Global Social Entrepreneurship
Towards the Cessation of Human Trafficking- MBAs Working with NGOs in Cambodia
A select group of about 10 Marshall MBA volunteers will work with a non-governmental organization dedicated to reducing trafficking and exploitation of the children living in the slums of Phnom Penh, Cambodia. This project, initiated as a pilot program in 2009, has two primary purposes:
Under the leadership of Joseph Nunes, Associate Professor of Marketing, the volunteers will take an intensive 3-day field visit to Phnom Penh upon the conclusion of their 2011 PRIME trip to Bangkok/Hanoi. Prior to their trip, the student volunteers spend four 1.5 hour class sessions and 2 additional hours of pre-trip work to prepare themselves to be effective in working with the NGO. The Marshall School's medium-term goal is to integrate a social enterprise component into each of the six PRIME destinations, thus, continuing to expand social entrepreneurship opportunities for Marshall students. CIBER funds will help finance students' post-PRIME, in-country travel expenses to participate in the program.
Global Public Health Capacity Building
MBAs Working with NGOs in Latin America
A select group of four MBA student volunteers will embark on a research project, focusing on the healthcare needs of children living in Murambi, a low-income neighborhood in Sao Paulo, Brazil. Led by Sriram Dasu, Associate Professor of Information and Operations Management, over the last three years, the Sao Paolo/Buenos Aires PRIME program has done student research projects to assist Meninon do Murambi, a Brazilian non-profit organization that provides after-school support to children from Murambi. This project will have the MBA volunteers work with Meninon do Murambi to help the NGO better understand the healthcare needs of its community and to help it improve the community's healthcare delivery systems. Their intense 3-day visit is preceded by four 1.5 hour class sessions and 2 additional hours of pre-trip work to prepare the student volunteers. The Marshall student volunteers will work with Masters students in the industrial engineering program at the Instituto de Technologico de Aeronautica (ITA), San Jose de Campos, Brazil, whose faculty and students are involved in assessing and improving health-care delivery systems. Initiated as a pilot program in 2009, this project will take place upon the conclusion of the Sao Paulo/Buenos Aires 2011 PRIME trip. This project helps to expand social entrepreneurship opportunities for Marshall School students. CIBER funds will help finance students' post-PRIME, in-country travel expenses to participate in the program.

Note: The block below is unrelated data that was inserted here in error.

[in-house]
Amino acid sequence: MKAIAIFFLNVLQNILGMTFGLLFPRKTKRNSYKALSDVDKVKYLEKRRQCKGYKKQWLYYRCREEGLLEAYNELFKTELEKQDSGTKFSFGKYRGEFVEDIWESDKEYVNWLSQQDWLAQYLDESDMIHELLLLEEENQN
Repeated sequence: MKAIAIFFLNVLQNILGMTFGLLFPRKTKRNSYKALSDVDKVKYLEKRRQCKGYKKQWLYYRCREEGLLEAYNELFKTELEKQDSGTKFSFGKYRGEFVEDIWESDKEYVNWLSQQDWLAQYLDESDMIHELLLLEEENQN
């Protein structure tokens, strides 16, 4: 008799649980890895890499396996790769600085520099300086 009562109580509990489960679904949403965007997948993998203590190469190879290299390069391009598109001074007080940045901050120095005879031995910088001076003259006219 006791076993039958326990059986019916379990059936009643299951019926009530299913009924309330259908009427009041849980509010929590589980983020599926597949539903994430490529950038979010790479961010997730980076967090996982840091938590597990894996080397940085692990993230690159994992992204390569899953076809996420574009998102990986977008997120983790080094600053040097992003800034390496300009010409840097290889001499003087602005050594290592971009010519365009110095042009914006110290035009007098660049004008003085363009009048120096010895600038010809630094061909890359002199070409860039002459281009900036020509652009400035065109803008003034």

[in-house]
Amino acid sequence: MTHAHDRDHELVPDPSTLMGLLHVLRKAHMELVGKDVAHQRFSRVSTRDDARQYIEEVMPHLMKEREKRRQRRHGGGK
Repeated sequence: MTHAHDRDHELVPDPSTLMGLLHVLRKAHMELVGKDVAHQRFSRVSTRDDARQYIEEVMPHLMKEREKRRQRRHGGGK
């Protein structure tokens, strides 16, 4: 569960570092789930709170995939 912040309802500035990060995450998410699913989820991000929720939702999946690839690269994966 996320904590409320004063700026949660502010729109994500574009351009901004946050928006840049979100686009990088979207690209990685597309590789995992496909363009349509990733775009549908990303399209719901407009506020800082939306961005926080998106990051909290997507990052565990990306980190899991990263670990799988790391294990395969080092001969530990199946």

Global Internship Program
Undergraduate Summer Internships in China
This project is an eight-week summer internship program in Beijing and Shanghai for selected undergraduate students from the Marshall School's Global Leadership Program (GLP) seminar. GLP, which is open by invitation only to the most academically-talented students in Marshall’s freshman class, attracts about 100 students in the Spring semester. This course, which includes lectures from business school faculty and China experts from Letters, Arts & Sciences, as well as from China business practitioners, includes a required 10-day experiential learning trip to China during Spring Break. The business and government internships provide students with the unique experiential opportunity to further their learning about Chinese business practices and culture, as well as develop their own capabilities through living and working abroad. CIBER funds are used to finance the living expenses of the interns.